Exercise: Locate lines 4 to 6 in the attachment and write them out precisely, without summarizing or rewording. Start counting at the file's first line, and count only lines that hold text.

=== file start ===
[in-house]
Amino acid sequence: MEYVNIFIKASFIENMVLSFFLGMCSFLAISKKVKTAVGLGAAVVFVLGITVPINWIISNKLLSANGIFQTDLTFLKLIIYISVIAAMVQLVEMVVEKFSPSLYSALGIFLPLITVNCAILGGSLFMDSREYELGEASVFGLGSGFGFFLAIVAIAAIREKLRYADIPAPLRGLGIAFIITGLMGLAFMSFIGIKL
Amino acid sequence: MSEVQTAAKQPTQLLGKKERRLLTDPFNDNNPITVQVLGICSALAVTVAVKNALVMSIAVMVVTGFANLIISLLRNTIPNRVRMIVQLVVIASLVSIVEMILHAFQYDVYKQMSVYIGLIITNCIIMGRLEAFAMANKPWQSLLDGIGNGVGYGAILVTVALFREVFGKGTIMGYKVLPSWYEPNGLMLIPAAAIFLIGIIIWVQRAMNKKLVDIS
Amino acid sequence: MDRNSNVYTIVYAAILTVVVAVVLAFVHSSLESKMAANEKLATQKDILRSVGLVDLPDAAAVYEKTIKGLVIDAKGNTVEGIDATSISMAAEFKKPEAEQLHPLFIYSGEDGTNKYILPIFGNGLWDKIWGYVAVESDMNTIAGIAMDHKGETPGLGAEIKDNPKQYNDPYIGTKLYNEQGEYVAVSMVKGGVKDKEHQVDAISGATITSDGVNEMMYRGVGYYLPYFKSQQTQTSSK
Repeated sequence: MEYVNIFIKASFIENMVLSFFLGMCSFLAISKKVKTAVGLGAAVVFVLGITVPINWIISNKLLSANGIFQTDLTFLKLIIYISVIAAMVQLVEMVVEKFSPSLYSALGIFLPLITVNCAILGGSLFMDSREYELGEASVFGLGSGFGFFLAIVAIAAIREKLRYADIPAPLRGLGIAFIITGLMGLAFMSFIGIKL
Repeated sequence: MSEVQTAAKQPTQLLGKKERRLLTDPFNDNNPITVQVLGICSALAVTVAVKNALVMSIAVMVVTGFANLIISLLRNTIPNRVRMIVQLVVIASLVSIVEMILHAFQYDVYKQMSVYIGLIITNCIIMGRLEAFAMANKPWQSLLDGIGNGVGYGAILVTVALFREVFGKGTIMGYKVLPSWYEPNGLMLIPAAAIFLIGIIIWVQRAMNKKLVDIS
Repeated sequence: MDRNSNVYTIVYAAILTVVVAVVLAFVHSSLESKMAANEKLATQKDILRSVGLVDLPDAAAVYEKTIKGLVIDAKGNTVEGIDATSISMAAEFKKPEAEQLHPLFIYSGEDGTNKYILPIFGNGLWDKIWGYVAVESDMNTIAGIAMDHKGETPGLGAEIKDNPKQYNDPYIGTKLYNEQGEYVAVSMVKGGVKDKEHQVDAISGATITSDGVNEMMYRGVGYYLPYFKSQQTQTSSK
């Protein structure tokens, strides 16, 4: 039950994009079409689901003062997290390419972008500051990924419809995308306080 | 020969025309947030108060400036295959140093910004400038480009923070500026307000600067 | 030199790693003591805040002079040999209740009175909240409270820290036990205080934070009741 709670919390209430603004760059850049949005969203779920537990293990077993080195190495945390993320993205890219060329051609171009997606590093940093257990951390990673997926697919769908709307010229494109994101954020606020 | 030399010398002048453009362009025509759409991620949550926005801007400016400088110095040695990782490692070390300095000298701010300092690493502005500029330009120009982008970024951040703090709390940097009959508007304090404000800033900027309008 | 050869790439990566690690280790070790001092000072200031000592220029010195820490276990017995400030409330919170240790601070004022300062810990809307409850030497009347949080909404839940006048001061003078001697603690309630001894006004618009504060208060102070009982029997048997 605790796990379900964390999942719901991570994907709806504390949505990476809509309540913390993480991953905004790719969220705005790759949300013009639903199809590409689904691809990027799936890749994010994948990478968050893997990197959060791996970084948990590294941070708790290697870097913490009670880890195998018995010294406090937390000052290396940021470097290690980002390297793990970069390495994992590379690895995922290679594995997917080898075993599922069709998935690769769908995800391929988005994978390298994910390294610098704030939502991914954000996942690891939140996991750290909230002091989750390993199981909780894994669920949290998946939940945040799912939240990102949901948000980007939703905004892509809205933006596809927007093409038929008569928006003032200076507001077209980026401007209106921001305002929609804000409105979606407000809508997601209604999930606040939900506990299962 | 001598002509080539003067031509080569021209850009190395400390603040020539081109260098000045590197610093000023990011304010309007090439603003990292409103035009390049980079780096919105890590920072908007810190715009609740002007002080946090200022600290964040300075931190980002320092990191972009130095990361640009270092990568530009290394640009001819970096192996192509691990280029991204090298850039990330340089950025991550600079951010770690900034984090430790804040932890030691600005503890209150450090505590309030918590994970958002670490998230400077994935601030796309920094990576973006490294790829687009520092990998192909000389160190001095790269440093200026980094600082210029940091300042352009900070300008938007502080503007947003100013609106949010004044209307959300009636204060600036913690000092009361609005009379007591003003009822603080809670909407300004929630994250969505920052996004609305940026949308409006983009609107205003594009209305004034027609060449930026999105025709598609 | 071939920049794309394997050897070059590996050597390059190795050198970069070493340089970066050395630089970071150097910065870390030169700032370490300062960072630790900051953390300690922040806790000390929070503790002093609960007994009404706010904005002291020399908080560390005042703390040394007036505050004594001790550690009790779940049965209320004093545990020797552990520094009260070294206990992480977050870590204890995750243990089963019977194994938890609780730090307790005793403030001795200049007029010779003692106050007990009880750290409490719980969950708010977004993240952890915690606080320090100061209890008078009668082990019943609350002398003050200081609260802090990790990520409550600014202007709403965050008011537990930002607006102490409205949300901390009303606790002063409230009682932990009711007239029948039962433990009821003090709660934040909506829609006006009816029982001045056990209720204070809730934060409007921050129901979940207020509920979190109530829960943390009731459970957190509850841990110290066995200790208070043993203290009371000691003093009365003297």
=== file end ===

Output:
Amino acid sequence: MDRNSNVYTIVYAAILTVVVAVVLAFVHSSLESKMAANEKLATQKDILRSVGLVDLPDAAAVYEKTIKGLVIDAKGNTVEGIDATSISMAAEFKKPEAEQLHPLFIYSGEDGTNKYILPIFGNGLWDKIWGYVAVESDMNTIAGIAMDHKGETPGLGAEIKDNPKQYNDPYIGTKLYNEQGEYVAVSMVKGGVKDKEHQVDAISGATITSDGVNEMMYRGVGYYLPYFKSQQTQTSSK
Repeated sequence: MEYVNIFIKASFIENMVLSFFLGMCSFLAISKKVKTAVGLGAAVVFVLGITVPINWIISNKLLSANGIFQTDLTFLKLIIYISVIAAMVQLVEMVVEKFSPSLYSALGIFLPLITVNCAILGGSLFMDSREYELGEASVFGLGSGFGFFLAIVAIAAIREKLRYADIPAPLRGLGIAFIITGLMGLAFMSFIGIKL
Repeated sequence: MSEVQTAAKQPTQLLGKKERRLLTDPFNDNNPITVQVLGICSALAVTVAVKNALVMSIAVMVVTGFANLIISLLRNTIPNRVRMIVQLVVIASLVSIVEMILHAFQYDVYKQMSVYIGLIITNCIIMGRLEAFAMANKPWQSLLDGIGNGVGYGAILVTVALFREVFGKGTIMGYKVLPSWYEPNGLMLIPAAAIFLIGIIIWVQRAMNKKLVDIS